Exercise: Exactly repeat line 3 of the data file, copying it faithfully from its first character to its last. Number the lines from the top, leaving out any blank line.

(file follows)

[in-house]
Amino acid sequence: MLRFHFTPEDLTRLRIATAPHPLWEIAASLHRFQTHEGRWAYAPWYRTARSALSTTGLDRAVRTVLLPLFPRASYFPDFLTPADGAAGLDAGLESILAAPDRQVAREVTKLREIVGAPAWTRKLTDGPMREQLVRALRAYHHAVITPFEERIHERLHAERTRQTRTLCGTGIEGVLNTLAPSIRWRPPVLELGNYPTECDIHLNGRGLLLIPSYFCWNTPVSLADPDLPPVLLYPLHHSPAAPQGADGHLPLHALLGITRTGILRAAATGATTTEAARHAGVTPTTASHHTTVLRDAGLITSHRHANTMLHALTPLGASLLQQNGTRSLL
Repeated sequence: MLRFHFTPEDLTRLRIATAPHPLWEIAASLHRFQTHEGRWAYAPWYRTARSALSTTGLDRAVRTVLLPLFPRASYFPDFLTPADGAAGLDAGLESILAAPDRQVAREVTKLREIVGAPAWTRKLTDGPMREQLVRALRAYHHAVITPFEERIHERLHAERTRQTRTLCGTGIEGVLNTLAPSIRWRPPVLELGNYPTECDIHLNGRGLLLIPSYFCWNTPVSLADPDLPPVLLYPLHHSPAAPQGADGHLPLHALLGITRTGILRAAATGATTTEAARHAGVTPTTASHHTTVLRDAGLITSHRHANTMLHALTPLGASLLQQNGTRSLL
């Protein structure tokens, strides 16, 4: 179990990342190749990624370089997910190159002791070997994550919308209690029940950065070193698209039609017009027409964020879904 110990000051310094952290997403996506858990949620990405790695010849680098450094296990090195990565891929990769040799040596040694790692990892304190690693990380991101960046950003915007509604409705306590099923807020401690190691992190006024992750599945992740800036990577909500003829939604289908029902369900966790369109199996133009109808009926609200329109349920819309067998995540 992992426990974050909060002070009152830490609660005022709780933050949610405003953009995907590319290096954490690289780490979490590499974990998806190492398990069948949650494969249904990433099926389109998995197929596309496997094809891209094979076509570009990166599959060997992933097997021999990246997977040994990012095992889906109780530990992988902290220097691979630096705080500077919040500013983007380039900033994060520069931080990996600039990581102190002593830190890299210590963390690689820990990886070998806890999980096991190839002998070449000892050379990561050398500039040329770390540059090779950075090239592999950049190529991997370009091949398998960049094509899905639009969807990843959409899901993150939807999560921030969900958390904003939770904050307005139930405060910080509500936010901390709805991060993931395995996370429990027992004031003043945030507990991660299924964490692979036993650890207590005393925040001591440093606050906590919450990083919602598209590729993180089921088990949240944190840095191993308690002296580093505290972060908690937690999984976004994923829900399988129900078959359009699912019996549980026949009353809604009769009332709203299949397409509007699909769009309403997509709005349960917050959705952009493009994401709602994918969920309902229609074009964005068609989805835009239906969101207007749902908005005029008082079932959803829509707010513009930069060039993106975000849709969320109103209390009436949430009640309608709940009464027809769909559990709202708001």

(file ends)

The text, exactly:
Repeated sequence: MLRFHFTPEDLTRLRIATAPHPLWEIAASLHRFQTHEGRWAYAPWYRTARSALSTTGLDRAVRTVLLPLFPRASYFPDFLTPADGAAGLDAGLESILAAPDRQVAREVTKLREIVGAPAWTRKLTDGPMREQLVRALRAYHHAVITPFEERIHERLHAERTRQTRTLCGTGIEGVLNTLAPSIRWRPPVLELGNYPTECDIHLNGRGLLLIPSYFCWNTPVSLADPDLPPVLLYPLHHSPAAPQGADGHLPLHALLGITRTGILRAAATGATTTEAARHAGVTPTTASHHTTVLRDAGLITSHRHANTMLHALTPLGASLLQQNGTRSLL